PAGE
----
2. Talented people flock to employers that promise to invest in their development whether they will stay at the company or not. And companies spend heavily on it. By one estimate, in 2018, corporate outlays on learning and development initiatives topped $200 billion.
  3. Despite the lofty statements and steep investments, however, learning at work remains complicated. People are ambivalent about it, if not outright resistant. We want to learn, but we worry that we might not like what we learn. Or that learning will cost us too much. Or that we will have to give up cherished ideas.
  4. Most organizations are not as hospitable to learning as their rhetoric suggests. In my work, I hear the same complaints over and over again: “My manager does not care about learning.” “Pressure to perform trumps our need to learn.” “We are told to celebrate failure as a learning opportunity, but I never feel that I can afford to fail.”
  5. We seldom acknowledge that learning is work — work that, paradoxically, gets harder in successful careers and organizations, where shame is most unwelcome.
  6. Learning Is Plural. The pull of habits and the push of expectations are familiar to anyone who works hard to earn others’ trust. It is not just pride or fear that keeps us stuck. It is also the shame that comes with being exposed and letting others down. The more valuable our identities and commitments are, the less space we feel we have to question them. On the contrary, we shore them up, developing ways to keep potential shame at bay, such as focusing on performance and the organization’s demands.
  7. We are all, in fact, learning every day. Most of that learning, however, is incremental, improvements that build on what we already know and do. We expand our knowledge and refine our skills in ways that strengthen our identities and commitments.
  8. Learning that broadens our expertise is valuable, but it is not enough. Incremental learning does not alter the way we see others, the world, and ourselves. Therefore, we do not just miss opportunities to accelerate that learning. We often miss learning of another kind altogether, the kind that scholars call transformative because it changes our perspectives and relationships, laying the foundations for personal growth and innovative leaps. Both kinds of learning are necessary, of course. Incremental learning helps us deliver, while transformative learning helps us develop. When we make space for the former and avoid the latter, however, frustration ensues, change stalls, and investments go to waste.
  9. Making Space. The kind of space we need for learning, and the way to make the most of that space, depends on what kind of learning we are after. For incremental learning, we need a more focused, less distracting, safer replica of our workplace — a boot camp of sorts, where we can practice the best possible way of doing things, get feedback, and try again. If we are after transformative learning, what we need is a familiar yet open frame — a playground of sorts that magnifies our habits and the culture that breeds them so that we can examine both, and imagine and try new ways of being.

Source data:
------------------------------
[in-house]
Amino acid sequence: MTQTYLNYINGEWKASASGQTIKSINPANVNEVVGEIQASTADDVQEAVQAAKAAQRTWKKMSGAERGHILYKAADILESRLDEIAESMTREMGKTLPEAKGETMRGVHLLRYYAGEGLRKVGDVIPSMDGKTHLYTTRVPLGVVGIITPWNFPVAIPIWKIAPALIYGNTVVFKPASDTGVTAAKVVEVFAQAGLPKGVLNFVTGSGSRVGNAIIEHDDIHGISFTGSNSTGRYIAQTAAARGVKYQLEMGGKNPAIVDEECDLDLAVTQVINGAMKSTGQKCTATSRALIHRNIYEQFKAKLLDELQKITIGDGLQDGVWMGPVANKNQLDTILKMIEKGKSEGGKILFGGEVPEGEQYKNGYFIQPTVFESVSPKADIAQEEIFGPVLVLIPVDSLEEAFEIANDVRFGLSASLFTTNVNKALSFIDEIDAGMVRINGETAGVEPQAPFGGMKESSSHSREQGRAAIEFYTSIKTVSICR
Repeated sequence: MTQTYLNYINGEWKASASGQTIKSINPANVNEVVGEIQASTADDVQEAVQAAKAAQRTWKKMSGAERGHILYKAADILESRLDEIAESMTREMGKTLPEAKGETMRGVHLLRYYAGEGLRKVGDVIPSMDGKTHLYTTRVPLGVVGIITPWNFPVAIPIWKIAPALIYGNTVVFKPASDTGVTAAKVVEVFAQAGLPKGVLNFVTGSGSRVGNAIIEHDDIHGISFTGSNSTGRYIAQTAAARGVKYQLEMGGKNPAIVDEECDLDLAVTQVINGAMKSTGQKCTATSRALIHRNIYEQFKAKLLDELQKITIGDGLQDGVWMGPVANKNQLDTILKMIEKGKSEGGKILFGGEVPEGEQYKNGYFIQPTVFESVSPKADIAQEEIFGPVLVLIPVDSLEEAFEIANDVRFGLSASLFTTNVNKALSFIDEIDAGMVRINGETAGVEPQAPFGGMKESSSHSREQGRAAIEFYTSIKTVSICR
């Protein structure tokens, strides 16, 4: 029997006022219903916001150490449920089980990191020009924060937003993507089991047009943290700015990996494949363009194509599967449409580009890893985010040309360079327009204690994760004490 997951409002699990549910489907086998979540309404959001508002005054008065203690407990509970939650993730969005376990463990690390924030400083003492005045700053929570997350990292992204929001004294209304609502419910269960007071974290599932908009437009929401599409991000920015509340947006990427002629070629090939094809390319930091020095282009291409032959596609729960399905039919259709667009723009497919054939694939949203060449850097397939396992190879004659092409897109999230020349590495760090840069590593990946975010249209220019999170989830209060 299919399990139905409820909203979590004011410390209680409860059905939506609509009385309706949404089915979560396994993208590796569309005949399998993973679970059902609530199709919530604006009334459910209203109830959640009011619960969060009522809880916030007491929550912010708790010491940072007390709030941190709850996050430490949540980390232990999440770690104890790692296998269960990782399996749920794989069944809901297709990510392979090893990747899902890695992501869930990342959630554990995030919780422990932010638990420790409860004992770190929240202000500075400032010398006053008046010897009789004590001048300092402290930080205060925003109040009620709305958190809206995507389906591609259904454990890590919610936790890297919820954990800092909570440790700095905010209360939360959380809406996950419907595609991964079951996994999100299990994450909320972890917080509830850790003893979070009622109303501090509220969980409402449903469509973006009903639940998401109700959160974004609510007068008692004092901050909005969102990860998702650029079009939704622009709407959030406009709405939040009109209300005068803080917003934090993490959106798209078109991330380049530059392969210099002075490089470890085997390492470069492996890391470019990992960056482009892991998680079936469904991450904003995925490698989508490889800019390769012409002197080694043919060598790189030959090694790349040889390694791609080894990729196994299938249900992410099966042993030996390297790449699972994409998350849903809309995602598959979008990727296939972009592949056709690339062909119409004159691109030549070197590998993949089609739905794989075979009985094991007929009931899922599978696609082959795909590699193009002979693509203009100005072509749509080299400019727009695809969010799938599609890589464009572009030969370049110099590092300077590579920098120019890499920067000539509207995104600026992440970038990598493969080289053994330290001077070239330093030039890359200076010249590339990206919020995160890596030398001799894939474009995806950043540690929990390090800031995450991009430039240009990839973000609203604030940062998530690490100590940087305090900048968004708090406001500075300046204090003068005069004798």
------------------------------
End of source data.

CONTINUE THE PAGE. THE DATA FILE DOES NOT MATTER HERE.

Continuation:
10. Most organizations promise to help their members learn, but only those that provide both kinds of spaces truly keep that promise. We value and often remain loyal to them even after we leave, because they offer “identity work spaces” where we can learn to fit in and become who we aspire to be, as well as learn what it takes to deliver and what we need to develop. In such spaces, there is focus on a broad vision and freedom to bring the vision to life in our own way. But even when organizations recognize that learning is plural and provide spaces for incremental and transformative learning, efficiency and change are not guaranteed. Ultimately, learning is practice. We need to do the work to make the most of the spaces we are given — the work of learning from experts and experience.


Some relevant characteristics of this "genioux fact"

  • Category 2: The Big Picture of the Digital Age
  • [genioux fact deduced or extracted from MIT SMR]
  • This is a “genioux fact fast solution.”
  • Tag Opportunities those travelling at high speed on GKPath
  • Type of essential knowledge of this “genioux fact”: Essential Analyzed Knowledge (EAK).
  • Type of validity of the "genioux fact". 

    • Inherited from sources + Supported by the knowledge of one or more experts.


References


“genioux facts”: The online programme on MASTERING “THE BIG PICTURE OF THE DIGITAL AGE”, g-f(2)797, Fernando Machuca, January 8, 2022, blog.geniouxfacts.comgeniouxfacts.comGenioux.com Corporation.


ABOUT THE AUTHORS


PhD with awarded honors in computer science in France

Fernando is the director of "genioux facts". He is the entrepreneur, researcher and professor who has a disruptive proposal in The Digital Age to improve the world and reduce poverty + ignorance + violence. A critical piece of the solution puzzle is "genioux facts"The Innovation Value of "genioux facts" is exceptional for individuals, companies and any kind of organization.